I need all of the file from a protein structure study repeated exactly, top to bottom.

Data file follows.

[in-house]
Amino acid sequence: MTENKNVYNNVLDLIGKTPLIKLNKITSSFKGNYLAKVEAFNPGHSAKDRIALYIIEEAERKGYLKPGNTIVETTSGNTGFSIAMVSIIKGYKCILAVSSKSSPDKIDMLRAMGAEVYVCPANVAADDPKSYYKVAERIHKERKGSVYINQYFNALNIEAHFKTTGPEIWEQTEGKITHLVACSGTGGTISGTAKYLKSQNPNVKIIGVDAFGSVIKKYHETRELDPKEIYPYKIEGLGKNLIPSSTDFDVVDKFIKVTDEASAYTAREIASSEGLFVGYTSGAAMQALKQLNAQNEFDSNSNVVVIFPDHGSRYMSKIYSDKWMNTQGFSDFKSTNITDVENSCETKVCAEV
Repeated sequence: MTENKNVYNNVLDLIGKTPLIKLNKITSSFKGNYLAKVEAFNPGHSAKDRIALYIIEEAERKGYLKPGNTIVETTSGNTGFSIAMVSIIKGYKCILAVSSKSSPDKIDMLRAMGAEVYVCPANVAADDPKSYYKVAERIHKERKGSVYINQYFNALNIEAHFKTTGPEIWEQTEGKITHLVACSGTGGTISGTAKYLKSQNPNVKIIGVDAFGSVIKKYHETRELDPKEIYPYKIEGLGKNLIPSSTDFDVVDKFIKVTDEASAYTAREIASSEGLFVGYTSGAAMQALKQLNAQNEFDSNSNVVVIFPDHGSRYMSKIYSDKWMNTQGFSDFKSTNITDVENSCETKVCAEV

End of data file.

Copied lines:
[in-house]
Amino acid sequence: MTENKNVYNNVLDLIGKTPLIKLNKITSSFKGNYLAKVEAFNPGHSAKDRIALYIIEEAERKGYLKPGNTIVETTSGNTGFSIAMVSIIKGYKCILAVSSKSSPDKIDMLRAMGAEVYVCPANVAADDPKSYYKVAERIHKERKGSVYINQYFNALNIEAHFKTTGPEIWEQTEGKITHLVACSGTGGTISGTAKYLKSQNPNVKIIGVDAFGSVIKKYHETRELDPKEIYPYKIEGLGKNLIPSSTDFDVVDKFIKVTDEASAYTAREIASSEGLFVGYTSGAAMQALKQLNAQNEFDSNSNVVVIFPDHGSRYMSKIYSDKWMNTQGFSDFKSTNITDVENSCETKVCAEV
Repeated sequence: MTENKNVYNNVLDLIGKTPLIKLNKITSSFKGNYLAKVEAFNPGHSAKDRIALYIIEEAERKGYLKPGNTIVETTSGNTGFSIAMVSIIKGYKCILAVSSKSSPDKIDMLRAMGAEVYVCPANVAADDPKSYYKVAERIHKERKGSVYINQYFNALNIEAHFKTTGPEIWEQTEGKITHLVACSGTGGTISGTAKYLKSQNPNVKIIGVDAFGSVIKKYHETRELDPKEIYPYKIEGLGKNLIPSSTDFDVVDKFIKVTDEASAYTAREIASSEGLFVGYTSGAAMQALKQLNAQNEFDSNSNVVVIFPDHGSRYMSKIYSDKWMNTQGFSDFKSTNITDVENSCETKVCAEV